The Rather Remarkable Rat

by | Jun 14, 2021 | Blog

“Ask not what your vermin can do for you…,” quipped my cousin Cindy as we deliberated, through texts, the merits of this much maligned beast. Prior to our unusual discussion, she’d sent me a news article from Vice World News. It featured the headline, “A Hero’s Retirement Party Awaits This World Famous, Medal-Winning Rat”.

So, here’s the burning question: What do rats mean to you? “Filthy, nasty creatures!” you might respond. “Carriers of pestilence and disease!” you could rightly declare. Yet this story tells a different tale.

Magawa, a seven year old giant African pouched rat, (try saying that five times fast) is one of many rats trained to sniff out landmines and even detect certain diseases such as tuberculosis. Born in Tanzania, he was trained for this dangerous work in Belgium, but after a busy five year stint in Cambodia where he worked tirelessly each day to uncover 71 mines and 38 unexploded bombs, he is retiring this month.

Cambodia – Photos thanks to Unsplash

His efforts in this field have saved the lives of many innocent people. What an achievement! In recognition of his “dedication, skill and bravery” he was recently awarded the PDSA Gold Medal, which is the animal equivalent of the British George Cross.

As you can well imagine, Magawa became the first rat in history to merit such an esteemed tribute and it immediately shot him to international fame. It was further reported that Magawa was in fine health, apart from a “minor paw injury” and, after a brief period in which he would “mentor” 20 new recruits, he would be attending a lavish retirement party prepared in his honour.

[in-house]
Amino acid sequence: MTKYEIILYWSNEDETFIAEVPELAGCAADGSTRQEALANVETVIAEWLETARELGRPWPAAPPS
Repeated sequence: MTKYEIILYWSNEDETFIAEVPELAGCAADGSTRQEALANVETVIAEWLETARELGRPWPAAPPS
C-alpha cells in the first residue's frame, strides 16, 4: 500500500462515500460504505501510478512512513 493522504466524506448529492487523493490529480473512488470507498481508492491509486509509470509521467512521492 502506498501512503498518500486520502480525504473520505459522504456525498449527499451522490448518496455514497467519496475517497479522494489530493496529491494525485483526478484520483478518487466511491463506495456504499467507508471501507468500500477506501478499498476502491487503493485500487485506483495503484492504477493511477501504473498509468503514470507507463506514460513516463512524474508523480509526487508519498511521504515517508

Then, his plans include living out his final, golden years in a kennel, resting comfortably, and enjoying a favored diet of bananas and peanuts. In a final observation, his handler was quoted as saying she, “…would miss working with him very, very much.”

Let us consider this eye-opening news for a moment. After all, it’s not often rats are the hero of the story. Never have we heard of rats meriting prestigious awards for their outstanding courage and service to mankind.

I mean, have you ever read of a rat saving someone’s life by dragging them from a burning building? Or how about a rat scampering for help, like Lassie used to do, when the owner of the granary they lurk beneath, is attacked by wolves?

Seldom do we speak to someone who misses having a rat about the place. I can’t think of one, although I hear of people who keep both rats and snakes as pets, so I suppose those folks are out there—somewhere.

However, my eyes have been now opened and I shall view the lowly rat, at least the giant African pouched variety, with new respect.

I even felt a small amount of guilt when Nemo the cat threw up a hairball yesterday and I yelled, “RATS!” Maybe rats deserve better. Perhaps I should find a new expletive like, “Aww slugs!” or “Gully dirt!” which really can’t get much lower on the list of low.

In any case, if you have access to the Internet, the story of Magawa is sure to brighten your day and lead you into some scintillating conversations. It sure did for Cindy and me.

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